Worth a quick note: The New York Review of Books has posted an intriguing interview with Supreme Court Justice Stephen Breyer, who reflects on an important moment in his intellectual life -- reading Marcel Proust's À la recherche du temps perdu (In Search of Lost Time) for the very first time ... in French. Decades ago, while “working as a legal intern at an American law firm in Paris,” Breyer needed to improve his French. Reading through all seven volumes of Proust's monumental work seemed like a good way to do it. 3,500 pages and 1.5 million words later, Breyer finished. And then he re-read them again. The first volume of the long novel, Swann’s Way, was published 100 years ago, in 1913. Asked why he still cherishes Proust's work so much, Breyer had this to say:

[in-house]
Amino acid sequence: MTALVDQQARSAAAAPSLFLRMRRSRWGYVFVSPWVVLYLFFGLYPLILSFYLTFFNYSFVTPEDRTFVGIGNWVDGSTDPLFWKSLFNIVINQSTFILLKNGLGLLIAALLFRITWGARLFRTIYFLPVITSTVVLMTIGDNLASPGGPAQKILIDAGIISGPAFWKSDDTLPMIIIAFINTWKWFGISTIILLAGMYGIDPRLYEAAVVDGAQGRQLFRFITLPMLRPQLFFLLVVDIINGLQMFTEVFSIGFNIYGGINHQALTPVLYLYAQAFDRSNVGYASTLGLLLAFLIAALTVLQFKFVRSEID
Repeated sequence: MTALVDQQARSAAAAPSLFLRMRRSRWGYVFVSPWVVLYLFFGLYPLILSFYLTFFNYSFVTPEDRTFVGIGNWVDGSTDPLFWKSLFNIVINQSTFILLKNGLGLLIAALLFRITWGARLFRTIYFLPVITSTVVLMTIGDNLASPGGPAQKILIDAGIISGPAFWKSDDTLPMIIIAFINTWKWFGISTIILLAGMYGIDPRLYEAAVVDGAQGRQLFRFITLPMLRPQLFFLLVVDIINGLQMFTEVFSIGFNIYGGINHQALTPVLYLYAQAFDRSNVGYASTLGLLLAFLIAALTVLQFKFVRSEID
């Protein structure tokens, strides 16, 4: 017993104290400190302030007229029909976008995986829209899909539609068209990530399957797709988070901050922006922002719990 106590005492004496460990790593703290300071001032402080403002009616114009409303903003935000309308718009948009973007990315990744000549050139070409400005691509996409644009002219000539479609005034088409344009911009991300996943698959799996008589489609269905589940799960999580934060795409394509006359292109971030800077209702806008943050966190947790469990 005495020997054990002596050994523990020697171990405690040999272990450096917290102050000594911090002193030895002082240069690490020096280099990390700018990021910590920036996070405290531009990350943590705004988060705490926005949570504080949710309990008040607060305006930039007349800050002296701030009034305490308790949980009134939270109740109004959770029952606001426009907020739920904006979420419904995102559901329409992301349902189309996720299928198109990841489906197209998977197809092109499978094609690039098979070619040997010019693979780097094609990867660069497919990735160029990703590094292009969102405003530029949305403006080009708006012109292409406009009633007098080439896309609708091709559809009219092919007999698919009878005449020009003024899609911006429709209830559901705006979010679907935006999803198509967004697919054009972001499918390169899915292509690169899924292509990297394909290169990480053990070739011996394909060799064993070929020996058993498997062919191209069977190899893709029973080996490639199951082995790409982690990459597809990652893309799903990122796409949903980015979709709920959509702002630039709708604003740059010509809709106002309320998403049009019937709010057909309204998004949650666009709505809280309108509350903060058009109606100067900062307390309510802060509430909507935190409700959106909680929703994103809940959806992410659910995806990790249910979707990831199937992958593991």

It’s all there in Proust—all mankind! Not only all the different character types, but also every emotion, every imaginable situation. Proust is a universal author: he can touch anyone, for different reasons; each of us can find some piece of himself in Proust, at different ages.... What is most extraordinary about Proust is his ability to capture the subtlest nuances of human emotions, the slightest variations of the mind and the soul. To me, Proust is the Shakespeare of the inner world.
You can read the full interview at NYRB, which gets into to some fascinating questions, like Why is literature crucial to a democracy? and Does reading the US Constitution having anything in common with reading a great literary work?
A hat tip goes to The New Yorker's Page Turner blog for calling this to our attention.
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